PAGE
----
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What is a Subjective Memory Impairment? Here's Everything You Need to Know

memory loss Aug 02, 2022
Senior man with thinking about memory loss

Of all the questions I’m asked as a memory health coach, the #1 question is always: How do I know if my memory changes are a problem?

To answer that question, we must explore what changes you’re experiencing with your memory and thinking and the degree to which these changes are interfering with your life.   

Here’s where it becomes important to understand that there are varying degrees of memory difficulties that can occur. Meaning, it’s not just... do I have early signs of dementia or not? There’s a continuum of normal to abnormal memory changes, with many steps between “normal aging” and dementia. And it all begins with how you feel about your own memory.

If you’ve ever thought, “my memory isn’t what it used to be,” then you’re on the road to understanding subjective memory concerns.

In this article you will learn:

  • The meaning of the term subjective memory
  • Common subjective memory complaints 
  • The difference between a subjective memory impairment and mild cognitive impairment
  • What to do if you're experiencing early signs of memory loss

Grab your copy of The Get Your Memory Back Starter Guide here!

Defining Subjective Memory

Subjective memory is a person’s judgement of their own memory performance. In other words, how you think and feel about your memory. How would you describe your memory function? Do you have a strong memory? Are you forgetful? Do you need help with remembering things?

In general, people have a sense of their own memory function and can detect increased difficulty with their memory performance.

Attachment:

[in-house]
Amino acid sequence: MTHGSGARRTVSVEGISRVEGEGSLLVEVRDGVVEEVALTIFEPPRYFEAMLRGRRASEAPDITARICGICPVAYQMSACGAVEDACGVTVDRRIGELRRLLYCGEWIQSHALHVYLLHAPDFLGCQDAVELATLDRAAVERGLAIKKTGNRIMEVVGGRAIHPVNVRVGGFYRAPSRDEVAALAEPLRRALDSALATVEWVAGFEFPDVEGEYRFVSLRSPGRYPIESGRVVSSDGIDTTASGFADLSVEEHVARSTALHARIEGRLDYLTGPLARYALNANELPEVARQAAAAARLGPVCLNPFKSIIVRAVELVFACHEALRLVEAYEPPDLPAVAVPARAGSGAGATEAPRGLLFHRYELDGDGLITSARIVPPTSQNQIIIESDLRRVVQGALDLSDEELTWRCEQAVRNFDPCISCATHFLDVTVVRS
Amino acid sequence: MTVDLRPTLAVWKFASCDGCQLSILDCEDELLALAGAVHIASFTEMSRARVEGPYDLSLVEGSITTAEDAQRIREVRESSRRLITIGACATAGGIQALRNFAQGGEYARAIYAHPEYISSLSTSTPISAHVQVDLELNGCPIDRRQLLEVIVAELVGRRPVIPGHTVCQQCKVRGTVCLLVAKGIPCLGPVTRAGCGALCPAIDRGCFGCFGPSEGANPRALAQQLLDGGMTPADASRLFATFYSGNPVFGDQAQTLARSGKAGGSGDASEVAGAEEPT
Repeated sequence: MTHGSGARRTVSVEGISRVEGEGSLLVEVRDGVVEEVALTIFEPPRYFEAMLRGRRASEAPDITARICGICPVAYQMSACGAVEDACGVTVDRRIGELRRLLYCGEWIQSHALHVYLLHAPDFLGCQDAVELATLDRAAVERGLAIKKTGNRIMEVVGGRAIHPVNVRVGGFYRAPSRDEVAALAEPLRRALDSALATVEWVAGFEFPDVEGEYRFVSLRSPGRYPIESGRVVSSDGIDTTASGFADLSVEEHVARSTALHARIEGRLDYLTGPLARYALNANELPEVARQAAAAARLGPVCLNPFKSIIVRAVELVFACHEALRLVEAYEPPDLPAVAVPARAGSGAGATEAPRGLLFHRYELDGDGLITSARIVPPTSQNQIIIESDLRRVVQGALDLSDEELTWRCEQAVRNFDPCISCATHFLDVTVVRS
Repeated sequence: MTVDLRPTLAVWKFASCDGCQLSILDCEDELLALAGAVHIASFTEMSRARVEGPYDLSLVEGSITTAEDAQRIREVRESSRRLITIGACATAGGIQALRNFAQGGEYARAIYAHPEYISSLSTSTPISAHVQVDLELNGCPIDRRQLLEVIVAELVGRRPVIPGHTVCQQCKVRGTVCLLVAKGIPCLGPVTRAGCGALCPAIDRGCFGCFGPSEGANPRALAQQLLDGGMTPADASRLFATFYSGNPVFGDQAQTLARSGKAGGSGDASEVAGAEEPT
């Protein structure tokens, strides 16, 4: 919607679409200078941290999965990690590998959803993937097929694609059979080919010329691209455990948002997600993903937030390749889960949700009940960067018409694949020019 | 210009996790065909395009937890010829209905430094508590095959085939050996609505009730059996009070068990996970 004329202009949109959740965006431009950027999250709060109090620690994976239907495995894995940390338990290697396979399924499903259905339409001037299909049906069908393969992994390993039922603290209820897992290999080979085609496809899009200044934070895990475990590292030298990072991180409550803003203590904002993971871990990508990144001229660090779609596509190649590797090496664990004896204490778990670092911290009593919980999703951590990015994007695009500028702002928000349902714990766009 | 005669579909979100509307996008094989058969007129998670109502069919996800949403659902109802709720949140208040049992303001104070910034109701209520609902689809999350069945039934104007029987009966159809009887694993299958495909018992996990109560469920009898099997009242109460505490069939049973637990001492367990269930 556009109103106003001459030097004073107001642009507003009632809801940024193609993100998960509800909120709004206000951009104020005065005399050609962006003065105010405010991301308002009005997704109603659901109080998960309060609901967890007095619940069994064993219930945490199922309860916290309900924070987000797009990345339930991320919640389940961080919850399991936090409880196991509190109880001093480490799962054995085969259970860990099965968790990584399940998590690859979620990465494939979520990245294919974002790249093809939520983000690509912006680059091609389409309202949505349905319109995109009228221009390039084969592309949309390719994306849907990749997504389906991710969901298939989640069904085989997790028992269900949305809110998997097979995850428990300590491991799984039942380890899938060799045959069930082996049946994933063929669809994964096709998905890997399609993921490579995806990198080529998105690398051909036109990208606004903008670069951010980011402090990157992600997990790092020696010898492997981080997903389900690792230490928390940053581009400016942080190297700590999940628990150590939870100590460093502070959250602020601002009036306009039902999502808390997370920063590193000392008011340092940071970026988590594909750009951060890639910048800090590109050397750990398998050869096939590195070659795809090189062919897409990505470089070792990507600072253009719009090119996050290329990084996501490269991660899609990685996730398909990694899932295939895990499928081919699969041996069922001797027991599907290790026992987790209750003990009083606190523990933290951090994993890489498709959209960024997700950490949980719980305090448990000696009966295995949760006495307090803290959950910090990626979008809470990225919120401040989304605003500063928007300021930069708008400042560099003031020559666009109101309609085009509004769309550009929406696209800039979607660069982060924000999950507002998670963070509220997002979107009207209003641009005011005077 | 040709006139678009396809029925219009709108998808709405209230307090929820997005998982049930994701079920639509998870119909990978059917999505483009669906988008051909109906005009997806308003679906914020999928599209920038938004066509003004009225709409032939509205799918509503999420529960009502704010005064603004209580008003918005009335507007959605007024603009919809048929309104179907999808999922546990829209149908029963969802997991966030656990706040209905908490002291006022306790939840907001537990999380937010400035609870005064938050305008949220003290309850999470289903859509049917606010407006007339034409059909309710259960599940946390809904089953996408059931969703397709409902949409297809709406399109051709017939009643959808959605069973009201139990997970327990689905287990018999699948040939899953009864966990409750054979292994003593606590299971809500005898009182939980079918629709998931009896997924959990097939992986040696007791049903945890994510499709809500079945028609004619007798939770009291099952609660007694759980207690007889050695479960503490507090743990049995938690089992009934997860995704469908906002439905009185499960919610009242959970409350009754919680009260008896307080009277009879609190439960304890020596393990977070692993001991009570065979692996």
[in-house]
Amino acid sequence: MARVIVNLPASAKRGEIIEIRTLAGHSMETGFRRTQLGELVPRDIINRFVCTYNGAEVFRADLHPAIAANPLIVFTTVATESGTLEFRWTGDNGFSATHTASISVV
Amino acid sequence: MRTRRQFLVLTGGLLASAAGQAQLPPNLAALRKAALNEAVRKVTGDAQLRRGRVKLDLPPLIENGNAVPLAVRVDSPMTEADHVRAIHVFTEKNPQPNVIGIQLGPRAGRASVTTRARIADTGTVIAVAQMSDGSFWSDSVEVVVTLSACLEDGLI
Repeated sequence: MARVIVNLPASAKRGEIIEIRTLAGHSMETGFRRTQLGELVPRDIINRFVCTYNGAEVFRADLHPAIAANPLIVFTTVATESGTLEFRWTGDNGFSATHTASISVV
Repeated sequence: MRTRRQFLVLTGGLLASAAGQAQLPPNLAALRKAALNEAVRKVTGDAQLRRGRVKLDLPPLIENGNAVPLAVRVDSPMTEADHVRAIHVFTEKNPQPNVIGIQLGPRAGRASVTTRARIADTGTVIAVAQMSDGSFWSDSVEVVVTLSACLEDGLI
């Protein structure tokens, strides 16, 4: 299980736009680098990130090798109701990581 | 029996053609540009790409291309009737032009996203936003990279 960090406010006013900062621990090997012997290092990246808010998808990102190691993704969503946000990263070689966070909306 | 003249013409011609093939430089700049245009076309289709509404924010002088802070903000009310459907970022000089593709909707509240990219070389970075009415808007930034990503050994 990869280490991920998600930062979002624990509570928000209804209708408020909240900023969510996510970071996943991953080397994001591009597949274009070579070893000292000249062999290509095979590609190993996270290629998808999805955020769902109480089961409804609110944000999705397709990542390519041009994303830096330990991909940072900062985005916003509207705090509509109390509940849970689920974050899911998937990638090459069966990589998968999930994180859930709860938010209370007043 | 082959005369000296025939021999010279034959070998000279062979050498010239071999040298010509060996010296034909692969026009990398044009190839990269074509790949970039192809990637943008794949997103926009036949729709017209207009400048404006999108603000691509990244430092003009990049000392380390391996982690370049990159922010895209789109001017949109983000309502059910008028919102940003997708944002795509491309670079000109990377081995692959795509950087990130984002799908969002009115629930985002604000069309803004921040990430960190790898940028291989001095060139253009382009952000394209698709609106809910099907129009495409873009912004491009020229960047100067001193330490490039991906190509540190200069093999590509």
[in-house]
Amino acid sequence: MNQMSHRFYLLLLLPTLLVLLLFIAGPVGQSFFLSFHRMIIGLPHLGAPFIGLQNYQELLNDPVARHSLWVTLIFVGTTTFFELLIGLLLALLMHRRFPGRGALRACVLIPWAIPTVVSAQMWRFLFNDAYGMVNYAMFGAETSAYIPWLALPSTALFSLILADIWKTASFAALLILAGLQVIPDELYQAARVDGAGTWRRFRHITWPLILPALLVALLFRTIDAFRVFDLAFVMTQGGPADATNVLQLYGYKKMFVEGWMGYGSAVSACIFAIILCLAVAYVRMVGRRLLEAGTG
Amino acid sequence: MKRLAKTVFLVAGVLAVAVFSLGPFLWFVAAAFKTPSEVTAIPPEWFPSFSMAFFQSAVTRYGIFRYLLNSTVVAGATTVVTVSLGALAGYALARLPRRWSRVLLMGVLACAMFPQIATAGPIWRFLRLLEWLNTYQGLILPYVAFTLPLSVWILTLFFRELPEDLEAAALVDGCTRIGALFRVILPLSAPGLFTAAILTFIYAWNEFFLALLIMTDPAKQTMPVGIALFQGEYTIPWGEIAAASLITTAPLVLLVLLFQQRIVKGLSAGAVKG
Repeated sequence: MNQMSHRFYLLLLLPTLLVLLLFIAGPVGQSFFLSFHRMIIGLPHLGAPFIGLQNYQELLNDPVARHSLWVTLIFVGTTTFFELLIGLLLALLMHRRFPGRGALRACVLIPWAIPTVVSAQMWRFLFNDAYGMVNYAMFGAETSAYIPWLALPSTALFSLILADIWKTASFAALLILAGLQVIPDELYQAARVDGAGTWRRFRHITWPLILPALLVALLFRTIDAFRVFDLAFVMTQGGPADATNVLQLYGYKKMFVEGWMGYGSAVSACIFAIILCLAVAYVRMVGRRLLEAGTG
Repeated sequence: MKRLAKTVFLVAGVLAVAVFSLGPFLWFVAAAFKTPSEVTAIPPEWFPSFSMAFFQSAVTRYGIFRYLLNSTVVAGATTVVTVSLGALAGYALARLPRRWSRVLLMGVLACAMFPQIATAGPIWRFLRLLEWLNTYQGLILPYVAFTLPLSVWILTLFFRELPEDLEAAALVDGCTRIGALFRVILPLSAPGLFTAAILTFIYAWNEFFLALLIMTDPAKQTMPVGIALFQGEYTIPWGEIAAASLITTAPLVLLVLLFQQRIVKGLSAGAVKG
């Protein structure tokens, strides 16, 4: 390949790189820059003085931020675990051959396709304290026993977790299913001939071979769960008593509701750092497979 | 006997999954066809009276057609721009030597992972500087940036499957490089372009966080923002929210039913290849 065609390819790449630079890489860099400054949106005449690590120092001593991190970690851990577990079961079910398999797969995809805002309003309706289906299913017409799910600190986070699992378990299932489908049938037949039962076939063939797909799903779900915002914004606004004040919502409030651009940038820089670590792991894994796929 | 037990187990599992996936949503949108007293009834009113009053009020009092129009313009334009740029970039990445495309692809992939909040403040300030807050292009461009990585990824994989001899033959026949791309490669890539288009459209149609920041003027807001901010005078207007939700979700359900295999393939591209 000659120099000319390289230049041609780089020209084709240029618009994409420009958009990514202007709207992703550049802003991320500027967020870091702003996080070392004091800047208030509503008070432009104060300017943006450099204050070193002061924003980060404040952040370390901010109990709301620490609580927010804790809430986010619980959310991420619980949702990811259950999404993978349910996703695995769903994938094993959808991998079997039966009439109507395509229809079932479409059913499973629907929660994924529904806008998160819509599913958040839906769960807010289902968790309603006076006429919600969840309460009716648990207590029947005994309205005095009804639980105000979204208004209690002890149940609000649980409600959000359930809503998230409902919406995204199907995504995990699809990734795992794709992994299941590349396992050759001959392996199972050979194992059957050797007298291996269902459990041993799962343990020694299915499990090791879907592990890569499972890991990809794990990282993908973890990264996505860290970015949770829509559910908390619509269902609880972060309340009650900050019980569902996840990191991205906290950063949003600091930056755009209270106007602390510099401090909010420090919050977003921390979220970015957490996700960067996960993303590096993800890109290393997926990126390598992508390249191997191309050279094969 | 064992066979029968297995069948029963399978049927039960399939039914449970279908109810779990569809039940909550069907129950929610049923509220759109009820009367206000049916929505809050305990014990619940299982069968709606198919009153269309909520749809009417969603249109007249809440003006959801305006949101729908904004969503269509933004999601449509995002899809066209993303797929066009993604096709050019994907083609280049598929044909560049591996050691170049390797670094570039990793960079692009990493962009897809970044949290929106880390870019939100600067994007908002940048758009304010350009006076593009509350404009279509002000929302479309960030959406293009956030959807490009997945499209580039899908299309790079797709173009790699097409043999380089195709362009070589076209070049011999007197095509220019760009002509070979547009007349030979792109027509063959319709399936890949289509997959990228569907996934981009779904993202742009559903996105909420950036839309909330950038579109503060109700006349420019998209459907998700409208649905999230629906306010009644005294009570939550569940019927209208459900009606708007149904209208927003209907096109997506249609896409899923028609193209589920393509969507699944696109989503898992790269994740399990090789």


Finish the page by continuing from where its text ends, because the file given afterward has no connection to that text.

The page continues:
Subjective Memory Complaints

Subjective memory complaints (SMCs) represent one's perception of subtle changes to their memory in the absence of an objective memory impairment. These complaints generally fall below the detection threshold for common cognitive tests.

Subjective memory complaints without objective cognitive impairments are common in people over the age of 60. As people age, they may become increasingly worried about subtle signs of cognitive change. Generally, it's a positive sign when you are aware of changes in your memory and thinking. Recognizing these differences means you're in the optimal window of time to intervene with meaningful lifestyle changes to support your brain health and memory function, which when done early enough can reverse the signs of cognitive change.

As a memory health coach, my clients frequently present with subjective memory complaints. Here are a few of the more common complaints.

Common Subjective Memory Complaints

  • Difficulty with short-term recall
  • Difficulty word finding in conversation, or words ‘getting stuck on the tip of your tongue’
  • Misplacing everyday items, like your glasses or car keys
  • Taking longer to communicate thoughts and ideas
  • Requiring more time to process new information or complex instructions 

When these subjective memory complaints occur on occasion, they are typically nothing to worry about. We all have those memory moments from time to time. However, if these symptoms occur frequently and impact your ability to think clearly, communicate your thoughts and ideas or stay organized and engaged in your activities of daily living, it’s time to seek help.